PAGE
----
I used the SB-600 for all of these shots except for the 1st one of the blue Subaru, I had the Sto-Fen Omnibounce on for all of the pictures taken with the flash. I was talking to Mark-A (above) earlier and he reckoned that I should've taken it off for the model shots and used it without, I think he was right as the background is a bit dark on some of them so I'll try that next time and just use the Sto-Fen for the very reflective cars.
I'll look into that cable, but it was very tight with a crowd of people around you all the time. I expect all the shows will be like that. Although, it's amazing how many people move out the way to let you past when they see you have a DSLR which is bigger than a compact!
Seeing as you've progressed to the D200, you can run without the cable and use the wireless command facility with the SB-600.
As for the omni-bounce, remove it when you find that your flashgun doesn't give you enough power. Otherwise keep it on, especially when you're taking portraiture - an undiffused flash causes a horrible colour on skin.
On the matter of portraiture, it's better to forget the background detail - the less clutter you have, the better, and here I side with Alex. The darker background isn't a negative.
As Bob has hinted/suggested, you (and also Mark-A) should start playing with apertures and depth of field. There is too much front-to-back sharpness, and when you're taking subjects like people and cars, it may be beneficial to single out the subject from the environment.
To me, I'm not convinced you've learnt to control your apertures from your sample images. Let me briefly give some feedback on your initial images:
Image 2: there is some visible diffraction here as you've gone to a very small aperture. The image isn't sharp partially down to this, but also handshake. At f22, you need a long shutter speed to get the light in, and at 95mm, you should be using 1/100 (purely by reciprocals). A wider aperture, say f8, would give you a better result if you wanted sharpness front-to-back. In this case, I'm wondering if you're trying to focus only on the NO canister - if so, then use the widest aperture available to you, as well as controlling the distance to your subject to achieve some bokeh to single it out.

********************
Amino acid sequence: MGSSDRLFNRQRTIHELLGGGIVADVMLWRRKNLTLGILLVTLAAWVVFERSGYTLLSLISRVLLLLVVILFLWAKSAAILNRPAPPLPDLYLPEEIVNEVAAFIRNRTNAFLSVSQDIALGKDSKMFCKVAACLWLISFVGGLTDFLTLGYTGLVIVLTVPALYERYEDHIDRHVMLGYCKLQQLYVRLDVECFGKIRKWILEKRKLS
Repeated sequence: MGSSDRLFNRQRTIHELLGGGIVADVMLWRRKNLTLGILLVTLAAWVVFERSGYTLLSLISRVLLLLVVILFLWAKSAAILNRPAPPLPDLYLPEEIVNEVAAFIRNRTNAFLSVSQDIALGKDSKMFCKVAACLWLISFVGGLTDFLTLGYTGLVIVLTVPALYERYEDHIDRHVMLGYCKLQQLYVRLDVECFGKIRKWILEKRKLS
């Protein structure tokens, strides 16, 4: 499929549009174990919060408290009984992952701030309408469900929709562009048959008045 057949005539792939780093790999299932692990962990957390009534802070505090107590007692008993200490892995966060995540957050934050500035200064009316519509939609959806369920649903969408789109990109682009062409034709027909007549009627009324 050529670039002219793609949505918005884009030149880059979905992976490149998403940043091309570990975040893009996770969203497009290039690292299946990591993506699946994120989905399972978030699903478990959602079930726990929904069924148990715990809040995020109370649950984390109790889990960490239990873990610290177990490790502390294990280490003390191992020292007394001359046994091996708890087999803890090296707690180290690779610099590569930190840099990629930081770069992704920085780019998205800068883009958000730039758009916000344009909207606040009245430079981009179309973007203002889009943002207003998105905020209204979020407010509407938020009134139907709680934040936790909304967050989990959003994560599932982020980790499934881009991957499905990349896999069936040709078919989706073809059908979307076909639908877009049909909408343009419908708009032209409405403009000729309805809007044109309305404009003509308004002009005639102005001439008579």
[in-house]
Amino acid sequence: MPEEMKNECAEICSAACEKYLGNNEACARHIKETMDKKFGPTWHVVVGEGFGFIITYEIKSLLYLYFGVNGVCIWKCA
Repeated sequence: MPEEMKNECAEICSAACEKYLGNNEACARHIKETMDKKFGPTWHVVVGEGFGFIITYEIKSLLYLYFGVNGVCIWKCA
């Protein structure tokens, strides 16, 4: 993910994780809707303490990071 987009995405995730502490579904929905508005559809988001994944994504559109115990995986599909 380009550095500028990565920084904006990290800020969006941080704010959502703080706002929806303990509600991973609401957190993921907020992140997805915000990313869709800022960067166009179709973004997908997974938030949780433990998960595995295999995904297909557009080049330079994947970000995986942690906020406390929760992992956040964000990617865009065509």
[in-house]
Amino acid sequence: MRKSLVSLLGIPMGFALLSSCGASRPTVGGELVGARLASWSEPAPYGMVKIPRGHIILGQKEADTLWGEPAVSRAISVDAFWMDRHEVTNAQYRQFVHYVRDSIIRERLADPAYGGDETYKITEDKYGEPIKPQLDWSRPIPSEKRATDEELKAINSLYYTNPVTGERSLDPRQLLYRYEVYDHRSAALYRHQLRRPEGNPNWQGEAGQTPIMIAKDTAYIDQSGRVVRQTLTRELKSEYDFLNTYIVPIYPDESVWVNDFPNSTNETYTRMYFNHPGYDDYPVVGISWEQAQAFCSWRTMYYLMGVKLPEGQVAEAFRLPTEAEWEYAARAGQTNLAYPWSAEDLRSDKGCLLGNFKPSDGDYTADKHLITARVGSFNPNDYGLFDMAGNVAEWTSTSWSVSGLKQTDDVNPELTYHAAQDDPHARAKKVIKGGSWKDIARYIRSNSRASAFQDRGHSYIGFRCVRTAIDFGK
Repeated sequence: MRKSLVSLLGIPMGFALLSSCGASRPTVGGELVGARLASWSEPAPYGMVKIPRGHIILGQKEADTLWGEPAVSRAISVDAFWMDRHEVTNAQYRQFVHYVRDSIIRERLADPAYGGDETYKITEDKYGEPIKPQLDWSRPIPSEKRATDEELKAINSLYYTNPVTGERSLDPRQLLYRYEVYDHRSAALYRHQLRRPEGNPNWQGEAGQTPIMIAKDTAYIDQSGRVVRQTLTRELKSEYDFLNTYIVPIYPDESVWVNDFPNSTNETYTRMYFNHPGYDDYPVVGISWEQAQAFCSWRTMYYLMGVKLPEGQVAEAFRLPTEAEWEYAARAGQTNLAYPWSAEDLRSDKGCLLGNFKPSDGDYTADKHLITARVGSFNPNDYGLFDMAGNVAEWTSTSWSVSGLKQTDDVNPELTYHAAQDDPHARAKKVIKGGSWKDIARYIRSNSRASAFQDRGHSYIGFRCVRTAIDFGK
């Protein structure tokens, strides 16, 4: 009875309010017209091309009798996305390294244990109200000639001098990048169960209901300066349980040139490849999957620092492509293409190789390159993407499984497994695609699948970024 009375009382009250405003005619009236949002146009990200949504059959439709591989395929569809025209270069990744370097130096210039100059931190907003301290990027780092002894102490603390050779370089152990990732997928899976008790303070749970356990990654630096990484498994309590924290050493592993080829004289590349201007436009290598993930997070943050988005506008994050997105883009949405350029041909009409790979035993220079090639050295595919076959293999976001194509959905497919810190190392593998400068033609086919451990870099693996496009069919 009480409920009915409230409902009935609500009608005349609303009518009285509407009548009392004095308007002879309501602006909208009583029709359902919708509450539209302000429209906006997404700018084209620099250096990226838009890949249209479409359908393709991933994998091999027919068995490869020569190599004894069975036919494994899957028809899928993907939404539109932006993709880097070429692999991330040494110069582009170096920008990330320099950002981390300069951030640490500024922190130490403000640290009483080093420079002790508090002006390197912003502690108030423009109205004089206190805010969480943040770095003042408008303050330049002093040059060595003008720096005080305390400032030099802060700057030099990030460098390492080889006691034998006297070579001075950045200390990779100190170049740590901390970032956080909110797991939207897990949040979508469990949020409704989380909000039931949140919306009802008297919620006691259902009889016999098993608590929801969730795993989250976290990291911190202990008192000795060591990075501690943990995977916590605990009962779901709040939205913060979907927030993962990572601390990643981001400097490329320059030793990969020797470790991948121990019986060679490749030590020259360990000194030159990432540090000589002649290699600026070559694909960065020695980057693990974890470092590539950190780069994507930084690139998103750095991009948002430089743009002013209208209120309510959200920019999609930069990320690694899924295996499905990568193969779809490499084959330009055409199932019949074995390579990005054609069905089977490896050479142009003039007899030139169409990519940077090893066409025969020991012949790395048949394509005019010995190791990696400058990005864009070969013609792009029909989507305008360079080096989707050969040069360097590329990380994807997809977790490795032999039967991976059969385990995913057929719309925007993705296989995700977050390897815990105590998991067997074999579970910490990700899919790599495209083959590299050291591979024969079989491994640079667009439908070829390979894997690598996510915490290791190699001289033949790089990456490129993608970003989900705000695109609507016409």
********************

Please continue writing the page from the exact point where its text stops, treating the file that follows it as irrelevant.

Image 3: There's no focal point to this image, which could again benefit with some DoF control. If you're going for front-to-back sharpness, f5 won't give that to you. You can see that the sharpness drops off slightly to the sides of the car.
Image 4: The framing isn't right here in many ways. You could have gone close for an upper body + shoulders + head shot, or stepped back and zoomed out to get a full length shot. Cutting the legs off the frame is a big negative. The model is also quite central in the frame. Here I'd be wanting to move the model to the left third of the frame and have more room leading on the right. Once again, DoF could be reduced with a smaller aperture to isolate the model from the environment.
Image 5: Be careful with shadows - you might have captured your own shadow and possibly your arm (bottom left of frame). Other than that, the image is partially over-exposed - most evident on the white in the background.
These were my immediate thoughts when I viewed your images. I don't mean to be deliberately harsh. When are where are your next events? Are they based around the south of England? Can you PM me details?
Finally, thank you for sharing your work.